Tuesday, 29 April 2014

Ironclads: Lissa 1866

Naval gaming has always held an interest for me and that especially covers the Ironclad period of about 1860 up to the Dreadnaughts. Steam first played a part in the Crimean War and the French invented an armoured floating battery that heralded an era with fully armoured ships starting with the "Gloire" and the Royal Navy's answer, "HMS Warrior", now preserved at Portsmouth docks and well worth a visit.

The 1860s saw much experimentation, especially under riverine battle conditions in the American Civil War, but the only major fleet action was in the 1866 Austro-Italian War at Lissa. The Italians wanted to force action upon the Austrian navy (except for the Italian Admiral Persano who was court marshalled for his lack of vigour and initiative) and assaulted the Austrian island of Lissa; Unfortunately the defenses proved stronger and gave the Austrians time to steam up and fall upon the Italians before they were ready.

The Italians had more and better armed ironclads ( the Austrians had their new Krupp guns embargoed by their other enemy, Prussia) but despite having to put wooden vessels into the line including a ninety gun ship of the line, the Austrians stormed into the enemy, split them apart and sank two Italian ironclads with their flagship, a brand new turret ship that arrived a couple of days before the action, later sinking in harbour. Incidentally, much of the Austrian fleet was manned by Italians from Venice who had no trouble fighting other Italians.

I mostly game with 1/1200 and 1/2400 scale ships and here are a few of the Lissa participants.

Abyssinia 1935-1936

I now have some Italian troops to face down the Emperor's hordes; In this case a unit of Eritrean Askaris.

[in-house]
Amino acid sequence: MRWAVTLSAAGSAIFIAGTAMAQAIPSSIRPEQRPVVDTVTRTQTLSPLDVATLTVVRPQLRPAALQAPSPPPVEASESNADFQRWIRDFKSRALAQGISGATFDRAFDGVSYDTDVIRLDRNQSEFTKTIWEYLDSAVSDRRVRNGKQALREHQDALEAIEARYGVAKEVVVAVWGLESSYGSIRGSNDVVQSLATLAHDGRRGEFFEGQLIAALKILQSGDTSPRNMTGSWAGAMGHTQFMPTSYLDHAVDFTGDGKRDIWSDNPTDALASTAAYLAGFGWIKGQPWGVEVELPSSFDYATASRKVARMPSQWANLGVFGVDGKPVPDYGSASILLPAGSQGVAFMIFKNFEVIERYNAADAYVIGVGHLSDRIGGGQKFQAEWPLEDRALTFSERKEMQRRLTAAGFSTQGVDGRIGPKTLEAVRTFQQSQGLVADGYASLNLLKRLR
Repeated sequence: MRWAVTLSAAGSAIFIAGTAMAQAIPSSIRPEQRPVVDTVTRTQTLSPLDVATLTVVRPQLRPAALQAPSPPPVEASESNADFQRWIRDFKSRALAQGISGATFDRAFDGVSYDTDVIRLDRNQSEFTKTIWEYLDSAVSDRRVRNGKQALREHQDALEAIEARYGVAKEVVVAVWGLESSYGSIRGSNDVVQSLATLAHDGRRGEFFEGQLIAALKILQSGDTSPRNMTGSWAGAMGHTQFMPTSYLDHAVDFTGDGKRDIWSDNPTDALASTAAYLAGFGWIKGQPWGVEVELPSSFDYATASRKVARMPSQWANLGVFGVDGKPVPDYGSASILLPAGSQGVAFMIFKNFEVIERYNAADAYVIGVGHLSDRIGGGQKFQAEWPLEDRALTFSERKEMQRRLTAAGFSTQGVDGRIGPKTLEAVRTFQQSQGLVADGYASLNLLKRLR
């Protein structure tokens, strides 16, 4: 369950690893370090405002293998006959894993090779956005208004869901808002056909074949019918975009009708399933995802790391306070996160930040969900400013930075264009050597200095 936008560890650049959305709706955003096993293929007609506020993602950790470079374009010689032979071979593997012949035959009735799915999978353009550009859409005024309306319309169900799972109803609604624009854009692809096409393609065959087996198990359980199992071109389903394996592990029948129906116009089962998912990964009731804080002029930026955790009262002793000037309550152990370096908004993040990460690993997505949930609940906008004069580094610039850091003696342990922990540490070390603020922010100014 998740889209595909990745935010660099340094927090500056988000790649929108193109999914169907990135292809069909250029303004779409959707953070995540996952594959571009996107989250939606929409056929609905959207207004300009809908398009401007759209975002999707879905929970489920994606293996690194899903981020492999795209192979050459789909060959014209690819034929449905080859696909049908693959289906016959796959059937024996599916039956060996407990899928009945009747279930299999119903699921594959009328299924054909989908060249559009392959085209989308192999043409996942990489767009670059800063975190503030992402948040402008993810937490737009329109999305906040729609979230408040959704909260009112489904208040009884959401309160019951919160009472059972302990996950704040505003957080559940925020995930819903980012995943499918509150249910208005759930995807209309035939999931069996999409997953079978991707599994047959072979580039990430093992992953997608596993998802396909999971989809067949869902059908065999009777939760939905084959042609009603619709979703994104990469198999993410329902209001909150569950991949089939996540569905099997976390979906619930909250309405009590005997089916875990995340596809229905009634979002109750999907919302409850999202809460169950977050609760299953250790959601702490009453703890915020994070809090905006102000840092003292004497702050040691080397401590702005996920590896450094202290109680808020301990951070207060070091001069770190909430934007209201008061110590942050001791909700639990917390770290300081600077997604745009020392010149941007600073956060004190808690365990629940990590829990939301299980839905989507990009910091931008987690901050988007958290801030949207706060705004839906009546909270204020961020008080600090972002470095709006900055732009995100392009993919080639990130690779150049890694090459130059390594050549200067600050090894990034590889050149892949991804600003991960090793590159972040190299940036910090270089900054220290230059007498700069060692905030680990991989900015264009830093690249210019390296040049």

The Italian colony of Eritrea was the main base in East Africa and from where Mussolini's main offensive came. Whilst the majority of the Italian forces came from Italy itself, a large portion and indeed the best, in my opinion, were the native colonial infantry known as Askaris. They wore a practical khaki uniform with a jacket and shortened trousers, boots or sandals and a red fez. Each battalion wore a distinctive waistsash/cummerbund: the first few units from the 1890s were plain red, blue, white, etc with later ones becoming more elaborate, including one that resembled a tartan........ Each unit carried a small guidon (actually about 40cm square) in the same pattern with a large Roman number thereon, thus this unit is the 10th Battaglione and so has a large "X".

Platoons were commanded by Italians, dressed as their men including the cummerband but sans the fez, assisted by NCOs marked by a number of stars on their fezzes and large red brassards on their arms.

Although not as well equipped as the Italian troops, the Askaris were professionals with good morale and battlefield skills. However, this did mean they were used in hazardous roles to spare the Italians and some became so disillusioned they defected to the Abyssinian side.

For wargaming I use my own variant of VBCW's "Went The Day Well" , called "Went The Askaris Well", that brings out the more varied nature of the troops, weapons and terrain compared to rural England! Anyway, instead of a three section platoon each with a Light Machine Gun, the Askaris have only two sections of riflemen and the one LMG is with the Command Group.

Anyway, here is the eye-candy of the X Btg:

My Annual Blog entry!!!!!

Yet again I've had no time or home computer access to put anything up for a good while but I have been busy, honest! I have managed to get a bunch of painting finished and have played a host of games, mostly helping with people's Very British Civil War campaigns and I'll put up some of my units in a minute.